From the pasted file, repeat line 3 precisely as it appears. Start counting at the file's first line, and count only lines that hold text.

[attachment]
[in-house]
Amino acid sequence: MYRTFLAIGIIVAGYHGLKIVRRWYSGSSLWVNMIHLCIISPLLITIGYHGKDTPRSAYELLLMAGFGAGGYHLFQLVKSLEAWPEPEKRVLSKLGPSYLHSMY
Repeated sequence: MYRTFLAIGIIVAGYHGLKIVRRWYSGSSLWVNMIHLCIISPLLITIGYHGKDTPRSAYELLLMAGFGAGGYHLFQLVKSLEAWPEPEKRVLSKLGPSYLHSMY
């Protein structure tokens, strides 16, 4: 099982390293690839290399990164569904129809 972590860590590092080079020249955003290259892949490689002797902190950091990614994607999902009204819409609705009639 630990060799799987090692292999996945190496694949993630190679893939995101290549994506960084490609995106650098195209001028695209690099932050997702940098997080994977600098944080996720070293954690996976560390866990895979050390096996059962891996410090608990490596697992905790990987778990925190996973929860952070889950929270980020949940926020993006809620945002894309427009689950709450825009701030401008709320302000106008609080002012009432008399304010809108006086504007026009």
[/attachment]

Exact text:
Repeated sequence: MYRTFLAIGIIVAGYHGLKIVRRWYSGSSLWVNMIHLCIISPLLITIGYHGKDTPRSAYELLLMAGFGAGGYHLFQLVKSLEAWPEPEKRVLSKLGPSYLHSMY